The membership at Minneapolis First grew to far more than 500 by the mid-1900s, crowding the church that had been built in 1918 on Stevens Avenue in central Minneapolis. This building, which continues to be the home for the Minneapolis First congregation, replaced the original church, which had been located on the corner of Lake and Fourth avenues (the site for the 1888 General Conference session). The Scandinavian heritage was very strong in the Minneapolis First church, reflecting the demography of much of Minnesota.

In 1958 three churches, Minneapolis Northbrook, Minnetonka, and Southview, were planted in the suburbs of Minneapolis. In the latter part of the twentieth century the membership of the Minneapolis First church began to change from being primarily European immigrants and their children to a congregation made up of recent immigrants from many countries around the world, reflecting the changing community around the church.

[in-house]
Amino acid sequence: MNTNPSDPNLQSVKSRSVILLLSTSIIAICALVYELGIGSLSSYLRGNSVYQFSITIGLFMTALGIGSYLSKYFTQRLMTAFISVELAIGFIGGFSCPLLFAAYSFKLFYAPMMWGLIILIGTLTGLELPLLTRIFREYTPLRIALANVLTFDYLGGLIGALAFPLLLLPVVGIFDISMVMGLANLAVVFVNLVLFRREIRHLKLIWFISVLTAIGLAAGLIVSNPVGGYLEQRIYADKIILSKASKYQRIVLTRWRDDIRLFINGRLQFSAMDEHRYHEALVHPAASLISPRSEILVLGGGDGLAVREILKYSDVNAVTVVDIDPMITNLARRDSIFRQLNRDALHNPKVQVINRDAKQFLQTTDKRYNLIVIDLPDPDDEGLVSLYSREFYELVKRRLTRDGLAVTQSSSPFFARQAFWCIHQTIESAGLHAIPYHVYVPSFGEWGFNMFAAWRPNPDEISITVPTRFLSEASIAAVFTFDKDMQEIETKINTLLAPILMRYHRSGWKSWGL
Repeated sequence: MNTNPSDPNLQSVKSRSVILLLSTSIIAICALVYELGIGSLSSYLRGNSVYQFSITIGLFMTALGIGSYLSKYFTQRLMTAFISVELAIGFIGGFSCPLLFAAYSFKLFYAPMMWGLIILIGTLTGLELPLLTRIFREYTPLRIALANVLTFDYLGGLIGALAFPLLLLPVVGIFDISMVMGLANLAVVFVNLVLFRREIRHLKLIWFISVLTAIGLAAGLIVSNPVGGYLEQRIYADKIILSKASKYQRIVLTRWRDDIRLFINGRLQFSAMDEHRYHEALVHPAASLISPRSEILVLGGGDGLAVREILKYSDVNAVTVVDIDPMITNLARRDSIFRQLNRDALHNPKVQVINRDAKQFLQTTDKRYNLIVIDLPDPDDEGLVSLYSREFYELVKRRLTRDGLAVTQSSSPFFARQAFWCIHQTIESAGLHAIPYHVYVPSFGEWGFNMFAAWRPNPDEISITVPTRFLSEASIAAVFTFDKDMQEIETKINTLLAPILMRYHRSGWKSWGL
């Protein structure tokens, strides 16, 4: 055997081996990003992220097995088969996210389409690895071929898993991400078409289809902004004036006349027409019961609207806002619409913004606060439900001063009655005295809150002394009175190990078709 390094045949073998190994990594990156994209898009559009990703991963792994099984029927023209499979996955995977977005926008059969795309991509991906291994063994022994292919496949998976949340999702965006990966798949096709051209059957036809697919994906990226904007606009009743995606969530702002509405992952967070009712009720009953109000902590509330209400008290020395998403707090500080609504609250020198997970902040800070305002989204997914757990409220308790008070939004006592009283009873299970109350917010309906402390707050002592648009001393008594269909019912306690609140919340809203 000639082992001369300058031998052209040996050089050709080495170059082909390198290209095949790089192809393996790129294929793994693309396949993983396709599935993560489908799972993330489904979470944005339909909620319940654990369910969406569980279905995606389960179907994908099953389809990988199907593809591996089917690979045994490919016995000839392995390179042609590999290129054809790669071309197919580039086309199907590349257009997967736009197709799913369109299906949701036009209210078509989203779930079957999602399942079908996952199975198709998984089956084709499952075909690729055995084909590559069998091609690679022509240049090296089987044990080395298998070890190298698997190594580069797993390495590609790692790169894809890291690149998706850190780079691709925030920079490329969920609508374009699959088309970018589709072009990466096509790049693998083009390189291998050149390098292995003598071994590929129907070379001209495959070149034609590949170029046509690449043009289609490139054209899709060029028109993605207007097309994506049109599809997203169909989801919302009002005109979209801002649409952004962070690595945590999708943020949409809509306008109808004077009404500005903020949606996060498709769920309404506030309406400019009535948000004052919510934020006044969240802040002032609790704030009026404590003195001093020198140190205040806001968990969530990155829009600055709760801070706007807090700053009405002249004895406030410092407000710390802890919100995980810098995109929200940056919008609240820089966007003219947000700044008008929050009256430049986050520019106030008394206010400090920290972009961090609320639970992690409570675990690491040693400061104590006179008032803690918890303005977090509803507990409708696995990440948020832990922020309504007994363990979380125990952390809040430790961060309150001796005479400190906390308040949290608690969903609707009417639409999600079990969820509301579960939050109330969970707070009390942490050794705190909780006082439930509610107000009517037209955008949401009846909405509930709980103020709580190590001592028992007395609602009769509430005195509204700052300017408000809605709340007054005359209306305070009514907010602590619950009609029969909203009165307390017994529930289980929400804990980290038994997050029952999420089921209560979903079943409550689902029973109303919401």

Since 1996 the pastoral couple for the Minneapolis First church has been Vladimir and Heidi Pujic, first-generation immigrants from Yugoslavia. Each year Pastor Pujic schedules an international Sabbath and invites the Hispanic congregation (that meets in the church on Sabbath afternoons) to join this event in which people from 25 to 30 different countries around the world are represented. These first-generation American immigrants come from Aruba, Belgium, Canada, Croatia, Ethiopia, Haiti, Jamaica, Kenya, Liberia, Montserrat, Morocco, Nigeria, Panama, Poland, Sierra Leone, South Africa, St. Lucia, Sweden, Tanzania, Uganda, Yugoslavia, and Zambia. And there are longtime United States citizens from African and European roots. The Hispanic congregation includes first generation Americans from Central and South America, including the countries of Mexico, Cuba, Honduras, El Salvador, Nicaragua, Colombia, Venezuela, Ecuador, Peru, Chile, and Guatemala.